I lay in bed listening to the low sound of my parents talking in the kitchen. My Mamma was cooking fatback and biscuits, and I could smell the coffee brewing in an open pot on the wood stove. The cooking smells filled up the room where I was still in bed and made me hungry for breakfast. Mama was a good cook.
I vaguely recalled the previous night's events, as I realized I was in the bed instead of on my pallet on the floor. I stepped onto the cold wood floor and pulled my bib overhauls on and put on my tennis shoes.
I was still too skinny to wear regular pants, with a belt, but Mamma had promised to buy me a pair in Harlan if she could find some in my size, which was the super skinny size. I hated being little, and ate all I could to grow and get bigger.
The coal mines were working steady, and my Dad was bringing home a regular paycheck, so we all had enough to eat, and money left for some new clothes every now and then. I wanted to wear pants with a belt more than anything else, so I would look grown up, and like the other boys in the blue diamond mining camp.
I was the skinniest boy in our family, and I sure was tired of being skinny. I walked around all day practicing "dynamic tension" like the bodybuilders in the magazines showed you how to do. I would hold my muscles as tightly as I could, and then slowly relax them.
I did that for about a year, and I was beginning to see some muscles, but nobody else could see them yet. I didn’t care if they didn’t see them, since I knew they were bigger than last year. My sisters and brothers just couldn’t see too well.
"David, go outside and get some more wood for the fire, so your Mother can finish cooking," my Dad said to me. He sat at the table, drinking coffee.
"Here, son, you can have this piece of bacon to eat until breakfast is ready," Mamma said, as she handed me a slice of fatback bacon. I sure loved bacon for breakfast.
I headed out the door before my Dad could think of some more chores for me. I picked up a load of wood and took it in the house to the kitchen, and then went back out for some coal for the stove.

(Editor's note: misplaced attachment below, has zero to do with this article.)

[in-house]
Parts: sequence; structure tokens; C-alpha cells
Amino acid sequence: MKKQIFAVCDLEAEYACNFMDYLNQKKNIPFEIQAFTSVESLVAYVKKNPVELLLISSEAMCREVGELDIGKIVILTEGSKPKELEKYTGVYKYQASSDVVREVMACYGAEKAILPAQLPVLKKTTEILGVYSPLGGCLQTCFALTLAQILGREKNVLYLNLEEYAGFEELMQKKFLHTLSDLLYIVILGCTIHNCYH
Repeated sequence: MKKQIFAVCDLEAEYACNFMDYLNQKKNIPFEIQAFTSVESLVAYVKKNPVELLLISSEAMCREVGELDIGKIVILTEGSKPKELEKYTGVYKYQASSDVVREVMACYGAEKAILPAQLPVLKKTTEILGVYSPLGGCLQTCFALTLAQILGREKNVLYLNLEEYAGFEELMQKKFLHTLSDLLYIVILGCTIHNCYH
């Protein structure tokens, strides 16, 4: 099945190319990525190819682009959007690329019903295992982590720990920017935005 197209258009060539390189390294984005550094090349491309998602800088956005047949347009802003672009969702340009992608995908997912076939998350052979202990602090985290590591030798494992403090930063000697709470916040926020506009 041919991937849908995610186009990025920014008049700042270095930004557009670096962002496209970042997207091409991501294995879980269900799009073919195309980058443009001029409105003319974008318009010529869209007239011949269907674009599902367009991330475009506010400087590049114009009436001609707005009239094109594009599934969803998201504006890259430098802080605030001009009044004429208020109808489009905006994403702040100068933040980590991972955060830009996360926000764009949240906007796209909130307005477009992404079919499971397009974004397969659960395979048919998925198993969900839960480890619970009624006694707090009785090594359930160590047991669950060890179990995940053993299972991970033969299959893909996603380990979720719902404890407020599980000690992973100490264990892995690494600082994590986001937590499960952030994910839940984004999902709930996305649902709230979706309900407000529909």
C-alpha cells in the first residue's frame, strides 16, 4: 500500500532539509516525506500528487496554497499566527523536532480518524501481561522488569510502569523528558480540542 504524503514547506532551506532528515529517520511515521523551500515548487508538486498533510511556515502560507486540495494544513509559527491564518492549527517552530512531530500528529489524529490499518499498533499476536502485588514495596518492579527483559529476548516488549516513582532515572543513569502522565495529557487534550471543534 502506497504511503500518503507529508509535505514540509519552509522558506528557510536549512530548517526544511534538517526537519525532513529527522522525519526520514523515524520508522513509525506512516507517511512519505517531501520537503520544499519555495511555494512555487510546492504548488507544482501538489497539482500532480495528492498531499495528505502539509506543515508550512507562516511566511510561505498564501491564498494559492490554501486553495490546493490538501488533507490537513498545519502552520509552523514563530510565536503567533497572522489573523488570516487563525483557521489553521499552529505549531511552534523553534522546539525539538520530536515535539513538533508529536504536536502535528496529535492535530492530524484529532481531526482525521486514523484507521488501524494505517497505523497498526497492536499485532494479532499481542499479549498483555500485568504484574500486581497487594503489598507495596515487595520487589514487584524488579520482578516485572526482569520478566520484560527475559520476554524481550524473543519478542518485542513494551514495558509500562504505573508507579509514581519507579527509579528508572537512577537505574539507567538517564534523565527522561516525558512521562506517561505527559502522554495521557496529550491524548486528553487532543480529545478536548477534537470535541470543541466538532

It was dangerous to stay around Dad when he was home, because he always had chores for you to do. He thought doing chores was good for boys, probably a lot better than playing cowboys and Indians or something.
I wandered around to the front yard to see if anything was going on, even though it was too early for most people to be up. None of my friends were outside playing. I saw the man who rented our house next door, Charlie, outside working on his car.
He had his head stuck down under the hood doing stuff to the motor of the car. I walked over to him and said "what are you doing, Charlie?" I could see he was working on his car, but asked anyway.
Charlie raised his head and gave me a mean look. Charlie didn't like kids, me especially! He didn’t have any kids at home. He may have killed all he had, I thought.
"I am milking a cow, boy, what does it look like?"
"You aint milking no cow, I know better than that. You are trying to fix that old car," I answered. Did he think I was dumb or something?
"You don’t know nothing boy, you are just a dumb little kid that is always bothering people," Charlie said in a nasty voice. "Get away from me and go back in the house." He went back to working under the hood of the old beat up car.
"I do know stuff, I know more than you know about some stuff," I said. Old Charlie was a mean old bastard, I thought to myself. I really hated old Charlie.
"You are ignorant, boy. You don’t know anything that I don’t know, about anything," Charlie said in his meanest voice. He peered at me with his eyes all squinted up.
Now I was getting mad. I wondered what I could know that old Charlie didn't? "I know the law came and got my brother Tom last night," I said triumphantly.